Foot strength and mobility is a crucial yet often-neglected component of a runner's strength and recovery regimen. The foot absorbs shock as you run (or do a lot of other workouts), functioning as a rigid surface for the push-off.
As a result, that first moment of impact becomes the most important moment, says physical therapist Lauren Loberg, a board-certified clinical orthopedic specialist with TRIA Orthopaedic Center.
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In addition, muscular imbalances and dysfunctions in your feet can result in injury. Incorporate these seven moves into your routine to improve foot health, and you'll run stronger for longer.
Toe Spread and Press
Plantar fasciitis — a condition that involves pain and inflammation of the tissue that runs across the bottom of your foot — is common among runners. To treat and prevent this condition, Loberg prescribes this arch-strengthening exercise.
- Stand with feet hip-width apart.
- Lift your toes and spread as far apart as possible and hold until lightly fatigued.
- Then, with your toes spread on the ground, press the ball of your big toe down without letting any part of your foot lift.
Reps: 3 sets of 10 after a run
Standing Calf Raise
The big toe is the primary push-off point during running, but many runners have limited range of motion in this area, experiencing foot pain and cramping as a result. Mark Schneider, medical massage therapist and certified personal trainer, recommends a calf raise with a focus on the big toe to build arch strength.
- Stand with feet shoulder-width apart.
- Raise your heels and lift onto the big toe, keeping the ball of each foot on the ground throughout the movement.
Reps: 4 to 5 sets of 20 reps before a run
Write the Alphabet
To increase ankle and big toe mobility, Schneider recommends writing the alphabet with your big toe. This exercise will combat muscle and tendon tension on the top of the foot that results from tight shoelaces and running shoes that artificially flex the toes.
- Sit or stand comfortably.
- Lift the foot a few inches off the floor and write the alphabet in the air with your big toe, beginning with uppercase letters.
- Exaggerate downward strokes. Once you reach the end of the alphabet, write lowercase letters.
- Repeat on the other foot.
Reps: perform periodically throughout the day
This exercise strengthens the heel, the big toe and the little toe. It also increases ankle mobility under full body weight, taxing the ankle in a manner similar to running, Schneider says.
- Stand tall with your weight on the right leg.
- Point your right toe and tap the floor in front of the left toe.
- Return to start, then tap directly in front of you.
- Repeat, moving counter-clockwise.
- End by tapping the pointed foot behind and across the other foot.
- Repeat on the left side moving clockwise.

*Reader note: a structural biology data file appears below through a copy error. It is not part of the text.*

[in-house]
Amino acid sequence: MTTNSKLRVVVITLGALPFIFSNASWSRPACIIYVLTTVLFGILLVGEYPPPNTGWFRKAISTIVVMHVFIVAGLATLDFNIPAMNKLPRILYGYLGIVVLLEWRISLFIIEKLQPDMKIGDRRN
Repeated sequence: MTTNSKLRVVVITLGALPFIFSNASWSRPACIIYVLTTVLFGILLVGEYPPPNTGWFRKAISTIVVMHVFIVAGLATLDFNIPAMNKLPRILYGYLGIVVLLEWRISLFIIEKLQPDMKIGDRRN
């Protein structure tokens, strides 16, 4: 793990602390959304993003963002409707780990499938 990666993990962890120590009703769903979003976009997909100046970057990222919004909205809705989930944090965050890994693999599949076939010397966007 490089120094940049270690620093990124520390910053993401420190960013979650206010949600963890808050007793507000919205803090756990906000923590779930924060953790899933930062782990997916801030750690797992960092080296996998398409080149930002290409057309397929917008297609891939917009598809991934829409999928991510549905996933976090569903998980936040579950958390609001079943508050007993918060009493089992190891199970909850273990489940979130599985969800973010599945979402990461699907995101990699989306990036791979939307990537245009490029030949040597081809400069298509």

Reps: perform periodically throughout the day
Bent-Knee Heel Raises
Bent-knee heel raises strengthen the collagen within the Achilles tendon, training it to withstand the impact of your foot striking the ground, Loberg says.
- Stand on a bench or box, heels hanging over the edge.
- Steady yourself by placing hands on wall in front of you.
- Transfer weight onto your left leg.
- Lower left heel toward floor, then push up to raise heel above height of box or bench.
- Keep leg bent throughout. Repeat on right leg.
Reps: 2 sets 15 reps per leg three times a week
Band Ankle Strengthening
To prevent ankle injuries, you have to strengthen the ankle joint and increase its range of motion. Band ankle strengthening accomplishes both tasks, so when you inevitably slip or get caught off-balance during a run, your ankle will be stable enough to handle the impact.
- Hold a resistance band behind your left ankle.
- Wrap the right part of the band over the foot and around the left side the arch; loop under the arch and back across the foot, as pictured.
- Hold the ends of the resistance band at the inside of the leg.
- Straighten your leg to create tension, keeping your left foot straight and pivoting it side to side.
- Maintain tension in the band throughout the movement.
- When your foot begins to fatigue, switch feet. Perform the exercise throughout day.
Multi-Directional Single-Leg Hops
If your hips are weak when running, your body will compensate by sending greater impact to the foot and ankle with every step, thereby increasing risk of injury. Single-leg hops not only strengthen hips, but coordinate foot, ankle and hip movement.
- Stand on your left leg and jump forward, landing softly with your knee bent.
- Return to start and repeat the movement in different directions, going counter-clockwise until 6 o'clock.
- Perform five times on left leg before switching to the right, this time moving clockwise.
Reps: 3 sets of 5 reps per side three times a week